Do you consider yourself social media savvy?
If so, you may want to consider learning how to become a social media manager.
Social media management has grown tremendously over the past few years.
Just how popular are social media channels?
Consider some of the following statistics:
- There are 3.499 billion active social media accounts, with the average person owning 7-8 accounts.
- Between April 2018 and April 2019, social media users increased by 202 million.
- Over 80% of small and medium businesses use at least one social media platform.
Of this, 94% do so for marketing purposes.
Many small and medium business owners have begun outsourcing their social media marketing efforts to professionals who specialize in this area.
That’s where you come in.
In this article, we’ll detail how to become a social media manager.
We’ll cover what social media management is, the perks of the industry, and other basics.
We’ll then outline three essential steps to become a successful social media manager.
The business of social media management is rather straightforward.
It’s the process of monitoring and controlling a company’s social media presence.
Managers do so by:
- Forming a social media strategy
- Creating social media content
- Scheduling posts
- Analyzing data to determine what works
- Engaging with other companies on social media
The most common platforms social media marketers use are:
Social media management falls under the umbrella of “digital marketing.”
Digital marketing is the use of marketing through digital technologies on the internet.
Not only does it include social media channels, but it may also include things such as phone apps and display advertising.
Having said that, social media management is a very specific niche in digital marketing.
We know what you’re probably thinking — I have my own social media profiles, so I’d make a great manager!
This might be the case, but making this a career involves more than just knowing how to use the platforms.
A good social media manager stays connected on a daily basis in case users reach out.
They also understand the basics of marketing and keep up-to-date on the latest social media trends.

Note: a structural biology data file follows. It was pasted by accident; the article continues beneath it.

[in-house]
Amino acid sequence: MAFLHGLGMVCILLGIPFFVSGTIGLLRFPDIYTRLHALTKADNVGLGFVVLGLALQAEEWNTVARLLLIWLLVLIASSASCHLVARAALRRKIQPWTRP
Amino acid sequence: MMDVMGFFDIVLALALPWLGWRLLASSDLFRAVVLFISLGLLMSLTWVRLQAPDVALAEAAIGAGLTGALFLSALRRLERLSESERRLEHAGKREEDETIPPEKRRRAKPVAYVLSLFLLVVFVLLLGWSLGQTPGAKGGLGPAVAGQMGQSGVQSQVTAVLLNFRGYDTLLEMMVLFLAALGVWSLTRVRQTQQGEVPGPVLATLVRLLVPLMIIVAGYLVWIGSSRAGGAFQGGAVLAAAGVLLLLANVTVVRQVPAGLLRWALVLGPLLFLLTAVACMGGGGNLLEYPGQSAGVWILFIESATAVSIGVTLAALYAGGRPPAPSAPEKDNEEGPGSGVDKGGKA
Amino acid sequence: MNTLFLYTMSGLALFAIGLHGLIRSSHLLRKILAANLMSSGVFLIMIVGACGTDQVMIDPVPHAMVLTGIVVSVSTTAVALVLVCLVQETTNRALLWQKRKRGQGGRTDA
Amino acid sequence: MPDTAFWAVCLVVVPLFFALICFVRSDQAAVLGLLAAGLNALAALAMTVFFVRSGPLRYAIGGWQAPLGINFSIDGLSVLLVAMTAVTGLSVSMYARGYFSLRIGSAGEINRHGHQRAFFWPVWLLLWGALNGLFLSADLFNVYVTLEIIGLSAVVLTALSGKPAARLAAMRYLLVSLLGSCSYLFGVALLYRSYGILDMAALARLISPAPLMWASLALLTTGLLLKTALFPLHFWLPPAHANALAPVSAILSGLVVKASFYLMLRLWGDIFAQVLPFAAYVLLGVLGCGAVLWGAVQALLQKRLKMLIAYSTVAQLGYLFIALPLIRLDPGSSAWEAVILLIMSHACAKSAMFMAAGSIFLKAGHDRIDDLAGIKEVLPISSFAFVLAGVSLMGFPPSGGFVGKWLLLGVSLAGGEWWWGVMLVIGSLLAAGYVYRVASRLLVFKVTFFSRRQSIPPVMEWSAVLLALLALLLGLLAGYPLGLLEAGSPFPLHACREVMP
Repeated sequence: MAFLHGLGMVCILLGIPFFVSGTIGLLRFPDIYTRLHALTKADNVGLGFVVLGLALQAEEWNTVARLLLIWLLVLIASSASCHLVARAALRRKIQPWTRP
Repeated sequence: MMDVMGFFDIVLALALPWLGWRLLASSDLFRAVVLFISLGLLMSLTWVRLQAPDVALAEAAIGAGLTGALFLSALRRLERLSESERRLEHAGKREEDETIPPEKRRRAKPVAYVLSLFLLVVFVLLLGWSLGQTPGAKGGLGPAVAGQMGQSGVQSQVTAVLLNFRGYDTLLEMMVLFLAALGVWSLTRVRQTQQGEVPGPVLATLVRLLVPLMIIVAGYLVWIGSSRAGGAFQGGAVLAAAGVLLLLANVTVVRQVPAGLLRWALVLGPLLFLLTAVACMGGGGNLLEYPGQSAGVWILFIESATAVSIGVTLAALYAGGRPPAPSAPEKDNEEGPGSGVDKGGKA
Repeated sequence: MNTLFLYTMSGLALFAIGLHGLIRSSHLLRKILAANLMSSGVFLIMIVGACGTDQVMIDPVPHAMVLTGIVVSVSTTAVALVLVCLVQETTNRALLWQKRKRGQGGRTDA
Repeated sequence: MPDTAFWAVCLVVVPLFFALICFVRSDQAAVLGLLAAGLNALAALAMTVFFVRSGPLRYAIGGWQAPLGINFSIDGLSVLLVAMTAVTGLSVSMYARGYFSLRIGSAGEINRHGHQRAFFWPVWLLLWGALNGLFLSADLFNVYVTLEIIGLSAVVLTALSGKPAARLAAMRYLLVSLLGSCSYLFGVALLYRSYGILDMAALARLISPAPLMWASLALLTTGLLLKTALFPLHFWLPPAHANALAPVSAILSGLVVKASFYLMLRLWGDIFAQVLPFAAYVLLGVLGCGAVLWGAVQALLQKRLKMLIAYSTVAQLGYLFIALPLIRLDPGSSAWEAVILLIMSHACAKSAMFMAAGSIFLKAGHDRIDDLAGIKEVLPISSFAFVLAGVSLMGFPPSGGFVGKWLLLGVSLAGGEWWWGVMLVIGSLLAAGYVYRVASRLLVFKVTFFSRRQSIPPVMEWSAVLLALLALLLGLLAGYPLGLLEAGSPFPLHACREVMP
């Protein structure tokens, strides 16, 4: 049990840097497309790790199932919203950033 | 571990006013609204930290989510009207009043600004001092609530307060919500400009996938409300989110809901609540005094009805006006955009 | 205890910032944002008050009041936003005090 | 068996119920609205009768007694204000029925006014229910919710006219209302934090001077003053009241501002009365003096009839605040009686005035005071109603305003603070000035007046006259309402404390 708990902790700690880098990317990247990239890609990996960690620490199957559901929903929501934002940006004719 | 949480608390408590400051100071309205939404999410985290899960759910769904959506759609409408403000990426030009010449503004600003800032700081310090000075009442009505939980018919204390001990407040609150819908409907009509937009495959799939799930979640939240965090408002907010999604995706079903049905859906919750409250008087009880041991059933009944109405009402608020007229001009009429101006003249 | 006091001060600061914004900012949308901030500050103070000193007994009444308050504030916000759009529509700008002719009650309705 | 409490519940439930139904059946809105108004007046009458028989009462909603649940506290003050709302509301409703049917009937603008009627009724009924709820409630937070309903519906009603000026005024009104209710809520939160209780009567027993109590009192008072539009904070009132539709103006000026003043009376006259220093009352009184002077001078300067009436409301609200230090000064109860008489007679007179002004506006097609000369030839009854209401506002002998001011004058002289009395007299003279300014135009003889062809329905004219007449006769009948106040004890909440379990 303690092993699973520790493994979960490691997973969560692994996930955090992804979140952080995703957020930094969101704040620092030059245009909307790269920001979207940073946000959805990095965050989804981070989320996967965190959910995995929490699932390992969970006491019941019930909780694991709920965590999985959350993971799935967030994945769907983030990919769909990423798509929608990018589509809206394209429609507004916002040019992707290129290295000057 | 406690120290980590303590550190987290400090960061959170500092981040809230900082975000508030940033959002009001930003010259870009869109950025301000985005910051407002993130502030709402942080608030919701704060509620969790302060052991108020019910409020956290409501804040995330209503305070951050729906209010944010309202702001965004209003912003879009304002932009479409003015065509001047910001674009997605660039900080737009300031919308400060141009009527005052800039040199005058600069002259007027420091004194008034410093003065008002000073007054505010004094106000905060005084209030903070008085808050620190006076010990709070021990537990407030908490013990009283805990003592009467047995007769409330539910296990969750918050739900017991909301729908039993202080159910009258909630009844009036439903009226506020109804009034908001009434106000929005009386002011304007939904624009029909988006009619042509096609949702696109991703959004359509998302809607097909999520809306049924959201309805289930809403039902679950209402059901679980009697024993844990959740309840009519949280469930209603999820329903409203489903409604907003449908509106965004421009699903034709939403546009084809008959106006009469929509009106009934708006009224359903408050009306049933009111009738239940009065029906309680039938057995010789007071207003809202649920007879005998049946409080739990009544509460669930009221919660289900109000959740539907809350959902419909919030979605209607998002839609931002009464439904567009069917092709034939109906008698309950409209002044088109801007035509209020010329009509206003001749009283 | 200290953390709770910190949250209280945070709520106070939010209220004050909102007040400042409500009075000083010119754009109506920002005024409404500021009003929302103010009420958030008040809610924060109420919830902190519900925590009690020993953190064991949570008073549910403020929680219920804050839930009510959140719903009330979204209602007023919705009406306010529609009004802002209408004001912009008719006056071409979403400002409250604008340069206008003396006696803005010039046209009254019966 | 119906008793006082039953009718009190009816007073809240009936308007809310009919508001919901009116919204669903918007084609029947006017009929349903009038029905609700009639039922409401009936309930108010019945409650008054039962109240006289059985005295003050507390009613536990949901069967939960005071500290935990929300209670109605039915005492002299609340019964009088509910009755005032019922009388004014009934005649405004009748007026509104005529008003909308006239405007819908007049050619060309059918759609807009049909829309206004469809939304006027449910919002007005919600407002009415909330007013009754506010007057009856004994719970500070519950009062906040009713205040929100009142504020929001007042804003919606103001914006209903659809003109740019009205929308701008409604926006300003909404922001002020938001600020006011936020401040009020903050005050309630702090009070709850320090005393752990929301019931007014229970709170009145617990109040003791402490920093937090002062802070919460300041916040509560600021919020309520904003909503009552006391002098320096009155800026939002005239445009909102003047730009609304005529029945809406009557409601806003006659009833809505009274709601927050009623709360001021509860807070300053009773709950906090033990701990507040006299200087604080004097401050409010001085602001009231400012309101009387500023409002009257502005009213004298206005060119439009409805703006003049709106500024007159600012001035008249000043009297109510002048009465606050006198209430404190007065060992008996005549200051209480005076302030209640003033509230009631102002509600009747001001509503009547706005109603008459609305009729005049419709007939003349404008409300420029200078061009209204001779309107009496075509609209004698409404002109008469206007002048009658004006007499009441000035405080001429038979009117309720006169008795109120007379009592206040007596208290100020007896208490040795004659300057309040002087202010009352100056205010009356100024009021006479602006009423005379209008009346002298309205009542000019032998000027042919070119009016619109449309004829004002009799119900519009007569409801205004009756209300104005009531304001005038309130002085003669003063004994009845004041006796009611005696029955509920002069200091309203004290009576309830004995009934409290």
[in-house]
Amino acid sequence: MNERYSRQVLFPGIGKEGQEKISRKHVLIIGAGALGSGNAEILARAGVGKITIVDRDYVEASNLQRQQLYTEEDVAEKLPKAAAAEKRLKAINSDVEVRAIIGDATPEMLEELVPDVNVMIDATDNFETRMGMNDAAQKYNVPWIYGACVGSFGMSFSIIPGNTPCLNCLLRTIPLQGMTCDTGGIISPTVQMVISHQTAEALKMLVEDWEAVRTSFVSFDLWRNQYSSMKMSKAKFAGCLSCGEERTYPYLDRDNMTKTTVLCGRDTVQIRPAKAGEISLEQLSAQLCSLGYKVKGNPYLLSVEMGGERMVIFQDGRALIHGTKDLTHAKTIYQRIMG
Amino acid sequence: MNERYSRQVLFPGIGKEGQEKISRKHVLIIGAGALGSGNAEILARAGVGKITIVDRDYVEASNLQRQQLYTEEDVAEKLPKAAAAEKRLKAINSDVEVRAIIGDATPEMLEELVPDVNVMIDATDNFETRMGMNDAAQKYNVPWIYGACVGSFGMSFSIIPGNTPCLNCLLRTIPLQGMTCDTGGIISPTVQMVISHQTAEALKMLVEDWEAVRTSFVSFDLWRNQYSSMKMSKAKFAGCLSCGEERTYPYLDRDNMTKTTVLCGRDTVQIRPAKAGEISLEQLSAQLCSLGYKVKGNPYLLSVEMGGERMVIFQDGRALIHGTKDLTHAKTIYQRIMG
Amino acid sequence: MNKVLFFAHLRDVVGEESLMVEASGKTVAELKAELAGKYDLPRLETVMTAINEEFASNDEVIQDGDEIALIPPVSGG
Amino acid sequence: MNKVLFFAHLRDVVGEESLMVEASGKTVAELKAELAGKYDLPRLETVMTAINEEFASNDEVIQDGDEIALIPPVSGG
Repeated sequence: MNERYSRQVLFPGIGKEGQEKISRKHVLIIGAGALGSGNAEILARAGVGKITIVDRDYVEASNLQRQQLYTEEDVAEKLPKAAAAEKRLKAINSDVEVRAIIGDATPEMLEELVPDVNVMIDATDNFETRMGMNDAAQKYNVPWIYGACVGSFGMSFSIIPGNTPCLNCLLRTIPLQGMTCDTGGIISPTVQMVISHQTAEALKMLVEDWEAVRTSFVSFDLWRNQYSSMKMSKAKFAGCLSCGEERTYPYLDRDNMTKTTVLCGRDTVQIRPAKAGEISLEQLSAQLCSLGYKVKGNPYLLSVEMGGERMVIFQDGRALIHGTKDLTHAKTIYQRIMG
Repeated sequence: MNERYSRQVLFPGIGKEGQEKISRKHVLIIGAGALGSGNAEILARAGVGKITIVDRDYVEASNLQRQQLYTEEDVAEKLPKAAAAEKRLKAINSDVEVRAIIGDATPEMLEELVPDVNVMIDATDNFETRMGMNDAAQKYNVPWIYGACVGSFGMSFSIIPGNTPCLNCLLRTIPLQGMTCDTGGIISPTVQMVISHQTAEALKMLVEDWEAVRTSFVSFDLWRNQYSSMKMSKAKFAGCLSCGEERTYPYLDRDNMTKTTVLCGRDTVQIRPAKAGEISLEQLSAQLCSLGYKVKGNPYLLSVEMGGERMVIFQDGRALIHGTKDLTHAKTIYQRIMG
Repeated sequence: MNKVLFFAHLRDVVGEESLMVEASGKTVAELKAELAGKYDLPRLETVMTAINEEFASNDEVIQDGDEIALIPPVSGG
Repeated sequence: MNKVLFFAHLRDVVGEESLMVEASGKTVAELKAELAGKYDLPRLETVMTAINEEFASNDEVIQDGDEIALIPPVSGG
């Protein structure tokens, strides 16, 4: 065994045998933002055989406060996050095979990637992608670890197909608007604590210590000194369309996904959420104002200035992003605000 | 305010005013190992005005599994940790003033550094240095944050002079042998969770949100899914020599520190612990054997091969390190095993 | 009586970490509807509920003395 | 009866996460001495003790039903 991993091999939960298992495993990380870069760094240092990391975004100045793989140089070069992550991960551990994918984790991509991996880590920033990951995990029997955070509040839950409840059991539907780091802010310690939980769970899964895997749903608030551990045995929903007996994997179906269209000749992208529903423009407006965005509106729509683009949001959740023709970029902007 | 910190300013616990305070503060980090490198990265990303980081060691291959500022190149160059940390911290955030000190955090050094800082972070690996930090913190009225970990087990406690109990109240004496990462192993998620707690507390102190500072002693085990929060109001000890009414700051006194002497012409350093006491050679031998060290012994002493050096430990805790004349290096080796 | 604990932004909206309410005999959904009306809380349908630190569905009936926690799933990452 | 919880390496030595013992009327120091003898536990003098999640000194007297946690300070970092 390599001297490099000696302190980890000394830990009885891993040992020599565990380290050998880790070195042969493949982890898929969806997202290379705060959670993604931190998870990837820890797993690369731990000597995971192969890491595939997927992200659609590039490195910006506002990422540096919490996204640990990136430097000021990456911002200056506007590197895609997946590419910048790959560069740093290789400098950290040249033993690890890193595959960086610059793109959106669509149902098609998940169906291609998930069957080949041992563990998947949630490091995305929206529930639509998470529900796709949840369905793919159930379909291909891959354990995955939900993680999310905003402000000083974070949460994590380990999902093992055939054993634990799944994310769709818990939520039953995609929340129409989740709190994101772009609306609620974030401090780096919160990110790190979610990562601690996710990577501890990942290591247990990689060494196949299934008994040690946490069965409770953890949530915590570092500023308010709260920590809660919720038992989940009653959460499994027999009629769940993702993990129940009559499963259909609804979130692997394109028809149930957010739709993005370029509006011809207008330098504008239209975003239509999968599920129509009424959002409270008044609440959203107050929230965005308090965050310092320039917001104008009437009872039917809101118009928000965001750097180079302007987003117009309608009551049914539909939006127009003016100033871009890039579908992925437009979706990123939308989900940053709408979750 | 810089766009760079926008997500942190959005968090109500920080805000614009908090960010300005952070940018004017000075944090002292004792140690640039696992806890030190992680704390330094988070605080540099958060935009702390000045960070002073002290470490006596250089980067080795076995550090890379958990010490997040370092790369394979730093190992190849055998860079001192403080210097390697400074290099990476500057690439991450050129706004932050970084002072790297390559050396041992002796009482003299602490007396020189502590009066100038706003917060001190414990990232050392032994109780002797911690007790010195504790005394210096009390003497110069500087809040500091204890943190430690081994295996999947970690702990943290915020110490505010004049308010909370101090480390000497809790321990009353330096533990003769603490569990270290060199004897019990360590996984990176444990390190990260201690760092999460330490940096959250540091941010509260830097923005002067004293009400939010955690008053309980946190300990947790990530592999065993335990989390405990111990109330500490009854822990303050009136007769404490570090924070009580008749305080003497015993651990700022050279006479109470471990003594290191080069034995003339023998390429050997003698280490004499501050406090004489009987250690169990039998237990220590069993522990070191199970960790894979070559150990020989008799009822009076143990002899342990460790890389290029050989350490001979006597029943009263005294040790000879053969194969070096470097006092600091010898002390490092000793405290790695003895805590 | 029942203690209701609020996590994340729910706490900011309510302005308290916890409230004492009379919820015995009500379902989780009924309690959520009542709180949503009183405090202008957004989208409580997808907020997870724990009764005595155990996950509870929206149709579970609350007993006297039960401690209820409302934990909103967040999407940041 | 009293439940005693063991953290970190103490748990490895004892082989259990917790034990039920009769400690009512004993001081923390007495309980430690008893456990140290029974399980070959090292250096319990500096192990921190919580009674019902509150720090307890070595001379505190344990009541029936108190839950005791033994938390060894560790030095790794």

Let’s take a look at some of the skills that you’ll need to succeed in a social media job.
To be the best social media manager, you need to have a basic understanding of marketing.
You’ll be doing much more than uploading a few pictures and posts each day.
Instead, you’ll be in charge of a company’s social media presence.
This means knowing how to craft and execute a marketing strategy.
Social media managers often have writing and design skills, too.
You may find it useful to have some experience with graphic design, as this can help you craft posts.
Similarly, you should understand things like search engine optimization (SEO) and content marketing, as you’ll need to be strategic when writing blogs and captions.
As you might expect, you’ll also need strong time management skills since you’ll have to balance multiple clients at the same time.
You can use software to schedule tweets and other social media posts, but you need to stay on top of everything to ensure you don’t miss a beat.
Social media never sleeps.
Lastly, successful managers should have strong communication skills.
For one, you’ll need to know how to communicate with people online — that’s a given.
But even more important, you’ll need to know how to communicate with people in person.
Whether it’s speaking with someone to purchase Facebook ads or recruiting potential clients, you’ll need to handle yourself professionally.
As a freelancer, you have a bit of flexibility in how much you charge companies to manage their social media.
As a new social media manager, you can expect to make anywhere from $15-$50 per hour.
As you become more experienced and your portfolio grows, you can expect to make upwards of $100 per hour.
However, tracking social media management hourly can get tricky.
Many managers prefer to charge by post.
As you gain experience, you should have a better understanding of how long it takes you to produce a post for each social media platform.
For instance, writing a lengthy LinkedIn post will probably take you longer than filming a 10-second Snapchat video.